The footlights have again gone up on the minor parties as Kiwis think over their election options with early voting now under way.
Both the Greens and Act have advanced in the polls, each positioned to operate as jolts or checks on their bigger natural allies and competitors.
Monday's 1News/Colmar Brunton poll estimated Labour could get 59 seats in the House – one short of forming a Government by itself. That brings a "queen-maker" scenario into play once again, with support needed from the Greens, who were on 7 per cent.
Based on the same poll, National would gain 43 seats, with an Act Party allocation of 10, still well short of taking the reins without some miraculous showing from another minor party.
It is an interesting dynamic which we have become accustomed to under the Mixed Member Proportional system.
Voters seem to enjoy the stability of two main, centrist, parties dominating the political landscape, but they also want other voices at the table.
We are seeing a striking contrast in political systems as New Zealand and the United States both step through elections at the same time.
In America, presidential campaigns swallow mountains of money and require large organisations and leaders with name recognition.
There are some independent office-holders, but the two tribes of the Democrats and Republicans dominate. Yet the biggest groups of citizens to feature in election result charts are non-voters and the non-affiliated.
Outsiders wanting to achieve real power have to compromise with insiders. Independent senator Bernie Sanders, who has worked for years with Democrats in the Senate, had enough supporters to establish a new party but was always the head of a "movement" as he worked through the Democratic middle for his presidential bids.
In such a challenging system, a vote for a third-party presidential candidate is effectively a statement of protest or identity - one that can still inadvertently influence the overall result for the top two nominees in a close contest, as was the case in 2016.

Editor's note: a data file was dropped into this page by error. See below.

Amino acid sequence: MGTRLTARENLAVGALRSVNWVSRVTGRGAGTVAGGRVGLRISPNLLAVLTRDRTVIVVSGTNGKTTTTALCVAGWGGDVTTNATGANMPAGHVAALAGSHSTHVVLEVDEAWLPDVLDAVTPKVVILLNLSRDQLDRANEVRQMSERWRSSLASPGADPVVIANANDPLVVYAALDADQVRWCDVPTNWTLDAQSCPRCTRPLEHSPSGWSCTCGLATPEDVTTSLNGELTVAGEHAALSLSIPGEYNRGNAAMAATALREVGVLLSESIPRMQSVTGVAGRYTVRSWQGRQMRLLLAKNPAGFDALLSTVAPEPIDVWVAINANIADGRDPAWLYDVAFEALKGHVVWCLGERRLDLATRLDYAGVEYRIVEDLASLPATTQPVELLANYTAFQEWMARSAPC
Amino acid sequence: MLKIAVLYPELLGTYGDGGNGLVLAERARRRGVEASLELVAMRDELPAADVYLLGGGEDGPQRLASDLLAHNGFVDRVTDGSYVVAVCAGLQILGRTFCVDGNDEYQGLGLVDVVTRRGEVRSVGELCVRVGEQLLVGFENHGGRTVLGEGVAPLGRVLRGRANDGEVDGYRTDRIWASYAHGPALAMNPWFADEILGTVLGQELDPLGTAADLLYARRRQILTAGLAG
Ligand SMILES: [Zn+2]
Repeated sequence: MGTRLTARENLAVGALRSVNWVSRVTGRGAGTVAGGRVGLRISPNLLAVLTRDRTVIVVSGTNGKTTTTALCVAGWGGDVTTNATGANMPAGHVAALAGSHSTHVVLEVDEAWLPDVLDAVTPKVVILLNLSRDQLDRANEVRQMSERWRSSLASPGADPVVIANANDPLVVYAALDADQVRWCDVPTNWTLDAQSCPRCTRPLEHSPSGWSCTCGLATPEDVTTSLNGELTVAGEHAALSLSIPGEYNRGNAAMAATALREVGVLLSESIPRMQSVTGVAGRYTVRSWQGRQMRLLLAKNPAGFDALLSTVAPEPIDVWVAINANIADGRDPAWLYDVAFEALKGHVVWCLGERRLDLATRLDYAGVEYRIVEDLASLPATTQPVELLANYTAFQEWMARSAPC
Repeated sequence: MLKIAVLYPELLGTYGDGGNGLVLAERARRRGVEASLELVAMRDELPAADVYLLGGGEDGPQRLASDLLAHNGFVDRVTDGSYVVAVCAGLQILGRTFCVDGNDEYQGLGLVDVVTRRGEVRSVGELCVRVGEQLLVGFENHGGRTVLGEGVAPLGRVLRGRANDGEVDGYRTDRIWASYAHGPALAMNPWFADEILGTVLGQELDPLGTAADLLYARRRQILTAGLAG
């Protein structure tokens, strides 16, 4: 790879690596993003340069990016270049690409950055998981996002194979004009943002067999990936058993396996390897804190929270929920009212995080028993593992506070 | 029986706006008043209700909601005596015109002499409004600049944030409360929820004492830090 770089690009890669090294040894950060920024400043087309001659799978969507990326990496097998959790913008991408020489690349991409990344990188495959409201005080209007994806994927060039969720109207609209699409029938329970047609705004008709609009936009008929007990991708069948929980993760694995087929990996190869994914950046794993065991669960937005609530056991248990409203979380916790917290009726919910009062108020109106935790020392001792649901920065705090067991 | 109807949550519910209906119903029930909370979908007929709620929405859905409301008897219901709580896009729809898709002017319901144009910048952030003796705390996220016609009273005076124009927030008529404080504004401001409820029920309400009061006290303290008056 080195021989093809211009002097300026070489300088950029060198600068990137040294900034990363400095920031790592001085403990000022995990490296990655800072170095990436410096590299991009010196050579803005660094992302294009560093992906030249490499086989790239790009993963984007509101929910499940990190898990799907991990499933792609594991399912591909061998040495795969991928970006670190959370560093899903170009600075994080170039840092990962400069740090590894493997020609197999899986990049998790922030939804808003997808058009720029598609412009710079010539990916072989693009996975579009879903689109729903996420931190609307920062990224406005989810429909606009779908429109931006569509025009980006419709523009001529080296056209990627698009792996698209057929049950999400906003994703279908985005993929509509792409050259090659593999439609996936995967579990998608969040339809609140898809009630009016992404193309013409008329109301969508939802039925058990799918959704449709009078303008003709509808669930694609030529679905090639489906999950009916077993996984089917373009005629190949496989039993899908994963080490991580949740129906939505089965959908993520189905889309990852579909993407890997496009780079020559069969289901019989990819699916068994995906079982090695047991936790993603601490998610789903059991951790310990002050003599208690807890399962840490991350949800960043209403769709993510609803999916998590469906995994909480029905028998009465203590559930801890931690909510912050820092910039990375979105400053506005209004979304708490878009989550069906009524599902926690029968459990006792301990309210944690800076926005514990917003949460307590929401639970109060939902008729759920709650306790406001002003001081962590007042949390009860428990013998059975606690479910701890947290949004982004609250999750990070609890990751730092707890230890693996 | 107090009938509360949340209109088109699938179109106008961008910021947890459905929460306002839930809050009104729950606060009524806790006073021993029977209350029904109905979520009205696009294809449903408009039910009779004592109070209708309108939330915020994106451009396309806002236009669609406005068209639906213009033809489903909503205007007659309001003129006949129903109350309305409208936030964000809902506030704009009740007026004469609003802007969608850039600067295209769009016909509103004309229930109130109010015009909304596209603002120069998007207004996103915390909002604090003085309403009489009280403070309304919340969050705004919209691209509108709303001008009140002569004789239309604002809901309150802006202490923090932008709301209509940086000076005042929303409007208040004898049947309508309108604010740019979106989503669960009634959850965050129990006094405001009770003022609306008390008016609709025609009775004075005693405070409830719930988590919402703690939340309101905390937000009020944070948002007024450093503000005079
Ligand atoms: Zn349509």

Unlike New Zealand, where our politics is set up for organised coalition blocs of left and right, the two main US parties are a collection of loose, competing factions.
With the Democrats, a lot of the energy and ideas emerge from the progressive wing and are gradually absorbed into the mainstream, but the process creates tensions with the more cautious, pragmatic party centre.
The Republicans have gone through a fractious period, with some moderate party members leaving. During the Trump era there has been something of a merger of populist and fringe elements with economic and social conservatives.
Here, these types of political factions are given separate identities as parties, and acknowledged for their different interests and ideas.
Activists can find a niche and voters can see people who stand for their views and values.
That's essentially a safety valve for a society, at a time when many people around the world feel under-represented and powerless and not taken notice of.
Labour and National both aim to be responsible managers, and this year the pandemic has shown worldwide the worth of having competent leaders who can work through problems.
But the main parties have shown a tendency to reach for recycled solutions that have worked in the past rather than look towards the future with innovation. Smaller political partners are more prepared to try something different.
The Greens, for instance, have a transport policy which imagines fast intercity rail links. Act has argued for overhauls of district health boards and Pharmac.
The small parties' poll surge may not stretch as far as election day. But at least voters will know who is bringing what to the table.